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Musical Bridges Around the World

Sailing the EastWest Passage

December 15, 2010

"Strange Frenzy,” a provocative new chamber work by San Antonio composer Jack Stamps, capped an afternoon of extraordinary performances on the Musical Bridges Around the World concert series, Dec. 12 in McAllister Auditorium.

The concert brought together two touring duos of very different character. Cellist Wendy Warner and pianist Irina Nuzova comprised one pair, representing the European classical tradition. Violist Kathryn Lockwood and percussionist Yousif Sheronick (wife and husband) were the other pair, representing a wide swath of folk traditions from the Mediterranean and Eastern Europe to the Middle East and South India. (They tour under the name duoJalal.) Violinist Mark Cheikhet, heard frequently in these concerts, completed the roster.

Warner, Nuzova and Cheikhet, in various permutations, opened the program with Frederic Chopin’s “Polonaise brillante” for piano and cello, Aram Khatchaturian’s Song Poem for violin and piano, Robert Schumann’s Fantasie Pieces, Op. 73, for cello and piano and Dmitri Shostakovich’s early Trio No. 1, not as great a piece as the devastating epic of the (overexposed) Second Trio, but worth hearing nonetheless.

Warner’s lively tone, oceanic resonance, technical assurance, assertive rhetoric and interpretive generosity place her among the world’s great cellists. Nuzova played with admirable clarity. Cheikhet was on generally solid ground technically but, by comparison with Warner, interpretively closed in.

Sheronik is a brilliant percussionist with a born trader’s interest in musical products from around the world, and his fingers have an uncanny ability to coax an astonishing variety of timbres from the simplest bangable objects -- mostly frame drums and a cajón, a large wooden box of a type that originally was associated with Afro-Peruvian music. Lockwood is a violist who produces an uncommonly rich tone and a wonderful singing line.

As the repertoire for viola and, say, frame drum is not very copious, much of the music they played was adapted or augmented. Sheronick was the composer of "Jubb Jannin," a tribute to his mother's village in Lebanon, giving the viola an almost Bellinian melodic line. Most remarkable was David Krakauer’s “Klezmer a la Bechet,” originally for his band Klezmer Madness. Lockwood, playing with considerable verve and snap,  melded the elaborate clarinet and accordion lines, while Sheronick handled the rhythm with a frame drum and a rattle attached to his left foot. It was surprisingly stylish -- the duo had worked with Krakauer to get it right -- and completely delightful.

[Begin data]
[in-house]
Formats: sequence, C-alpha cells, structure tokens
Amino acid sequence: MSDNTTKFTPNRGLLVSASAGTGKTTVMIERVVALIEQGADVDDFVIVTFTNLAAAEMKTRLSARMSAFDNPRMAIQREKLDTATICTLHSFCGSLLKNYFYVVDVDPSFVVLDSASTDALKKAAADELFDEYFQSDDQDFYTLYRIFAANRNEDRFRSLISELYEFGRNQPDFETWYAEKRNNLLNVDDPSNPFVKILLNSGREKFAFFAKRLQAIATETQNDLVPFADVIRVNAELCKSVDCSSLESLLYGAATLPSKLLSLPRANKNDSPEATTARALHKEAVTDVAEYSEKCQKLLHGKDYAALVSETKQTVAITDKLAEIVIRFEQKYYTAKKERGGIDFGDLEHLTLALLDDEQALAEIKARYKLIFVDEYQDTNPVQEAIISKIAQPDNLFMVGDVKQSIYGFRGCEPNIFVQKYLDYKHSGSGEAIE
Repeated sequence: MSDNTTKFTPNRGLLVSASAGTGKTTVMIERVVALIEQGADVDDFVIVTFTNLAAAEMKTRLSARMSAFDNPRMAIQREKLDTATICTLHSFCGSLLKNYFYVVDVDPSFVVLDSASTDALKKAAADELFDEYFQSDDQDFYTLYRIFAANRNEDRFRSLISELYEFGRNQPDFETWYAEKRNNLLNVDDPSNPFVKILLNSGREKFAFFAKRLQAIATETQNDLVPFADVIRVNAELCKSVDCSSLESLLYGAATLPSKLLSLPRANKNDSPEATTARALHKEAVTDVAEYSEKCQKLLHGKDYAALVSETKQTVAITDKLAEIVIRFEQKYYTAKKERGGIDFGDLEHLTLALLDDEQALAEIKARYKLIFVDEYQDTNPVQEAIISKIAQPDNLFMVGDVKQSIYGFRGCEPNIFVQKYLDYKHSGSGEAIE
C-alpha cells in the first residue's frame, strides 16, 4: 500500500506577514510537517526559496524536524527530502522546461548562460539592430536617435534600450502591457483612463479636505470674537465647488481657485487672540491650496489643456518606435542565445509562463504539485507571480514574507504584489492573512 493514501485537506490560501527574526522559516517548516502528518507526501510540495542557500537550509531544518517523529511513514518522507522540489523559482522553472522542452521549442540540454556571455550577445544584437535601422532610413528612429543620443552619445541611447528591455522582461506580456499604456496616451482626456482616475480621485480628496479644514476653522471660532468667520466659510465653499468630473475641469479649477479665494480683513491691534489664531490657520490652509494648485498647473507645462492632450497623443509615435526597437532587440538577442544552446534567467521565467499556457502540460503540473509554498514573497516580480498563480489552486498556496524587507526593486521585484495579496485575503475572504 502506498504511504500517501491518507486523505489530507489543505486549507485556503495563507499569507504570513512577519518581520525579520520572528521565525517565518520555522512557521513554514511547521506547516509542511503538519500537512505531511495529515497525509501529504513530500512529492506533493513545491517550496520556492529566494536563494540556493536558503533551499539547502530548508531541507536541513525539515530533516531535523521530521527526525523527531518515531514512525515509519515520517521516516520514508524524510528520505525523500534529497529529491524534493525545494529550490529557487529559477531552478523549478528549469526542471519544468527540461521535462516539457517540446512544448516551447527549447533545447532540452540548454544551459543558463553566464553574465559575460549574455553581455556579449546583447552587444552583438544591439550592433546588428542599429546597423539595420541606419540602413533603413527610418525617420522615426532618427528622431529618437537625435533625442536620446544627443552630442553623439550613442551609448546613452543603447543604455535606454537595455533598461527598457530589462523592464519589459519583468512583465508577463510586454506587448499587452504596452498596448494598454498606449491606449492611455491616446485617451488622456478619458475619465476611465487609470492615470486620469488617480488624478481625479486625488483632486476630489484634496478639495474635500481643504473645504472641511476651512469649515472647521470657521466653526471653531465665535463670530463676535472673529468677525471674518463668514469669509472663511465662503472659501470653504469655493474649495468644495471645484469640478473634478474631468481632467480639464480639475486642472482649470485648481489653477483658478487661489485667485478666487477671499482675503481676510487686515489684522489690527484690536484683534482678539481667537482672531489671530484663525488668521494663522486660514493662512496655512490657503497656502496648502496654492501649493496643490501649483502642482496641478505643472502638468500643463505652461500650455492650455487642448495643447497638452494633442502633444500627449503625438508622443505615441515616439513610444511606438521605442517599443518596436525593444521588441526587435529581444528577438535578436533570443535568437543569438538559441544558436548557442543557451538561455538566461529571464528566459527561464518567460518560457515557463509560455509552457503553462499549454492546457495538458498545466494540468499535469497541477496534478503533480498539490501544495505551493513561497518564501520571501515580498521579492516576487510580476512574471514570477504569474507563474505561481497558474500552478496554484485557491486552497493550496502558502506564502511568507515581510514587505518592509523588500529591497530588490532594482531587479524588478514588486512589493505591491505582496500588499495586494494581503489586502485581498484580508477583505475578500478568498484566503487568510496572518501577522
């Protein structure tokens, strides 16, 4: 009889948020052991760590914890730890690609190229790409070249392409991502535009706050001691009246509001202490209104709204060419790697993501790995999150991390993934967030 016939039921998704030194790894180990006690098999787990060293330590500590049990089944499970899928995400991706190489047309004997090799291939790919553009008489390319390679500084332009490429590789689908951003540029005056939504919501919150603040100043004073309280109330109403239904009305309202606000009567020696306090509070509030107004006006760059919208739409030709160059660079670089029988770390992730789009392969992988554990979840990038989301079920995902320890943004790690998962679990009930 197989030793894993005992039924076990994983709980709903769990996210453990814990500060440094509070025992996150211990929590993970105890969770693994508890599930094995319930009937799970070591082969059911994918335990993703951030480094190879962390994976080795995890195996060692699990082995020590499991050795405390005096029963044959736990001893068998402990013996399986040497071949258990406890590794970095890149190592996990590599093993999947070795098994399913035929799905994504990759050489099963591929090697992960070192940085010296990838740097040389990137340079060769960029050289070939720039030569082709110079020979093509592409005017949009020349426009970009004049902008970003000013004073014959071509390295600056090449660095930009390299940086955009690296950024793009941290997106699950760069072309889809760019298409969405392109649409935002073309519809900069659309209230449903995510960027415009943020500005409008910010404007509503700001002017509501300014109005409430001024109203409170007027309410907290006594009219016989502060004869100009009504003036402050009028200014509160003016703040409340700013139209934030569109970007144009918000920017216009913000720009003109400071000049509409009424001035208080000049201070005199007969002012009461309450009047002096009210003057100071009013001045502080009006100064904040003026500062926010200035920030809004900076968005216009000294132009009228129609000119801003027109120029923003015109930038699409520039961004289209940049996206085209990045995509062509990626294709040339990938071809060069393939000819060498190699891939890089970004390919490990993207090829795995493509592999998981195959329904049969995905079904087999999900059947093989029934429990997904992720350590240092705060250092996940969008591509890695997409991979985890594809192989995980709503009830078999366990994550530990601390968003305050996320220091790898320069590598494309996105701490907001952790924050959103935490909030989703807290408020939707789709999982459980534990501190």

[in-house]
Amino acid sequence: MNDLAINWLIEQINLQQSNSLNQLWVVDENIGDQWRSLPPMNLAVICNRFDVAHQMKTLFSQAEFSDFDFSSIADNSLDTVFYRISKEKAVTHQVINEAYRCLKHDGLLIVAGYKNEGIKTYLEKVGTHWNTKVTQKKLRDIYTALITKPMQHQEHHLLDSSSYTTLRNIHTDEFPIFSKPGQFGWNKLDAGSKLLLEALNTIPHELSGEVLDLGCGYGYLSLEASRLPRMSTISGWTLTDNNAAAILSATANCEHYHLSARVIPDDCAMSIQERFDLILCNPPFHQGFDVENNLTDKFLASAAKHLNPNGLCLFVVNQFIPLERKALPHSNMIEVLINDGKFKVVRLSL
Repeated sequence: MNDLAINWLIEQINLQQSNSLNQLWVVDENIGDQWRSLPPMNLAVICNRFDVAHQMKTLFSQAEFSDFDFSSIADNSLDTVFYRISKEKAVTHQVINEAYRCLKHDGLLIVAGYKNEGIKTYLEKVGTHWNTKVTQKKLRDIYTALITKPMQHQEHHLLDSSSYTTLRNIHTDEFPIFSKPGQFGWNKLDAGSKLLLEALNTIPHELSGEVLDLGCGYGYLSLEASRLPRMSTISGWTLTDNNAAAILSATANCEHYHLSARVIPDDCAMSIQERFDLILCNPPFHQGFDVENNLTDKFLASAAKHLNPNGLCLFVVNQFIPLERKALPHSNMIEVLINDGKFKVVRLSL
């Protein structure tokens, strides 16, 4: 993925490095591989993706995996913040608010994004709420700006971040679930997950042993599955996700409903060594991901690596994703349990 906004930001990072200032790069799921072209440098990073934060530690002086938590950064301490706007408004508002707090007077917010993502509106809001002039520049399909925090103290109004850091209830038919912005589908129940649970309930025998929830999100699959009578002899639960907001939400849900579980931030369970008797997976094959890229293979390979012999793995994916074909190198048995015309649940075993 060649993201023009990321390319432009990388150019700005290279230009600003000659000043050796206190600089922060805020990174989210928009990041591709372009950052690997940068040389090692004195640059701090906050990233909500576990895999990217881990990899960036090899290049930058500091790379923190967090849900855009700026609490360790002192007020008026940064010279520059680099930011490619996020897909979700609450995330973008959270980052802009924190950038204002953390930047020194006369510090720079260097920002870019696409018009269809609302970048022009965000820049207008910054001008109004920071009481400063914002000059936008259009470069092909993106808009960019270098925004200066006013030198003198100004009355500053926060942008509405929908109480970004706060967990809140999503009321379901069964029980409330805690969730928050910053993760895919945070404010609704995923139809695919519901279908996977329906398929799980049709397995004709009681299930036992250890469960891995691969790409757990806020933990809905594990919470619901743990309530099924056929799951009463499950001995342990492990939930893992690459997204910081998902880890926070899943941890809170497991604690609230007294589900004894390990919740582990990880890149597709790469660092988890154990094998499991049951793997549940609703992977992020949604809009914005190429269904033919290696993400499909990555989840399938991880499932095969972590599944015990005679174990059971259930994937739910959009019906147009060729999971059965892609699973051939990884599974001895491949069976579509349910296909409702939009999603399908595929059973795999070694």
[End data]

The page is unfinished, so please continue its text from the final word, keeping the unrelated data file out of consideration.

Stamps is a San Antonio native who spent some time in the world of alt-rock and then began studying formal composition in 2001. His remarkable String Quartet No. 2, performed by Austin’s Tosca String Quartet two years ago in a Composers Alliance of San Antonio concert, revealed both a good grasp of classical compositional technique and a taste for unconventional notation, chance processes and American pop  and jazz idioms.

“Strange Frenzy,” too, fuses disparate points of view. The piece is subtitled “The Dance of the Seven Veils” -- one movement per veil. The allusion is not to Salome but to author Tom Robbins, who described (in “Skinny Legs and All”) seven illusions that characterize Western culture.

Musical Bridges commissioned the piece specifically for this concert’s somewhat dichotomous ensemble, which also suited the composer’s interest in a “reconciliation” between Eastern and Western musical traditions.
Stamps distributed the Eastern side predominantly to percussionist Sheronick and violist Lockwood, both of whom were fully comfortable with the difficult (for Westerners) Eastern pulse. Violinist Cheikhet and cellist Warner had a little less to do than did Lockwood, and the cello and piano, especially, tended to be given more-regular patterns typical of Western music. Harmonically, too, the piece seemed to layer two distinct realms. In tutti passages, the rhythmic and harmonic complications sometimes muddied the texture, but the music commanded attention nonetheless with its inventiveness, its fluid movement and its colorations.   
The connection between literary inspiration and musical expression seemed mostly tenuous, at best. The possible exception was the fifth movement, “The Illusion That Money Has Value,” with its ka-chinging tambourine and an obsessive groove, laid down by piano and pizzicato cello, that suggested blind accumulation.

The seventh movement, “The Illusion That You Can Get Someone Else To Do It for You,” has an optional vocal line drawn from  the Persian poet Rumi and performed here by Stamps. All seven movements were accompanied by Austin dancer Julie Nathanielsz, blending modern and Middle Eastern  traditional dance tropes.

Together with the complexity of the music itself, the result was an overabundance of competitors for attention. Sometimes less is more.   

Mike Greenberg